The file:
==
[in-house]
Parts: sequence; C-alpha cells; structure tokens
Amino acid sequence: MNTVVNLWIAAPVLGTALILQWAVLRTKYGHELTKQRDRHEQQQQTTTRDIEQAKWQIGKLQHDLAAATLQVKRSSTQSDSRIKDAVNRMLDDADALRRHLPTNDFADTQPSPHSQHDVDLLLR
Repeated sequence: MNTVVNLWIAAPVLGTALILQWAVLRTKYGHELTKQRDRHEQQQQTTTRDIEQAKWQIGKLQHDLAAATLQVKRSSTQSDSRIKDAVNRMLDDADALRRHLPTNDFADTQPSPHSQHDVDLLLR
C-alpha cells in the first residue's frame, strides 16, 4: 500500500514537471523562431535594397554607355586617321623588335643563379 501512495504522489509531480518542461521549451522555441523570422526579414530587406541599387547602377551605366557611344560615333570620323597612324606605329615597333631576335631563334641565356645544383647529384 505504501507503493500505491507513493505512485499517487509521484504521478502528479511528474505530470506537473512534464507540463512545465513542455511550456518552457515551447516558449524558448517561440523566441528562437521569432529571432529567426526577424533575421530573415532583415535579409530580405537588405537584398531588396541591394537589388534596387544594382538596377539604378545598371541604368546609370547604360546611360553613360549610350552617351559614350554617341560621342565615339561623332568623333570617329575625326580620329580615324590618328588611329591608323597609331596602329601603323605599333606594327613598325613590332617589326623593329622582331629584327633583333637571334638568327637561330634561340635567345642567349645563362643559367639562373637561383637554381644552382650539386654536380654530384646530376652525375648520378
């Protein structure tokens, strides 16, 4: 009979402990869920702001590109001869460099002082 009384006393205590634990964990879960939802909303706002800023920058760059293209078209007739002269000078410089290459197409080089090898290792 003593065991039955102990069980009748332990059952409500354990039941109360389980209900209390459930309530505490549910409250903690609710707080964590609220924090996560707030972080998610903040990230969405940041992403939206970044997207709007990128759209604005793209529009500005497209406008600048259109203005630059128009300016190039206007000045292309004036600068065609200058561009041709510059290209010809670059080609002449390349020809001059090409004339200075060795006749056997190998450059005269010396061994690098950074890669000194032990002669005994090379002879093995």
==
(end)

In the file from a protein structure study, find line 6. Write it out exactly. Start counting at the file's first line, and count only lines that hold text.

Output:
């Protein structure tokens, strides 16, 4: 009979402990869920702001590109001869460099002082 009384006393205590634990964990879960939802909303706002800023920058760059293209078209007739002269000078410089290459197409080089090898290792 003593065991039955102990069980009748332990059952409500354990039941109360389980209900209390459930309530505490549910409250903690609710707080964590609220924090996560707030972080998610903040990230969405940041992403939206970044997207709007990128759209604005793209529009500005497209406008600048259109203005630059128009300016190039206007000045292309004036600068065609200058561009041709510059290209010809670059080609002449390349020809001059090409004339200075060795006749056997190998450059005269010396061994690098950074890669000194032990002669005994090379002879093995």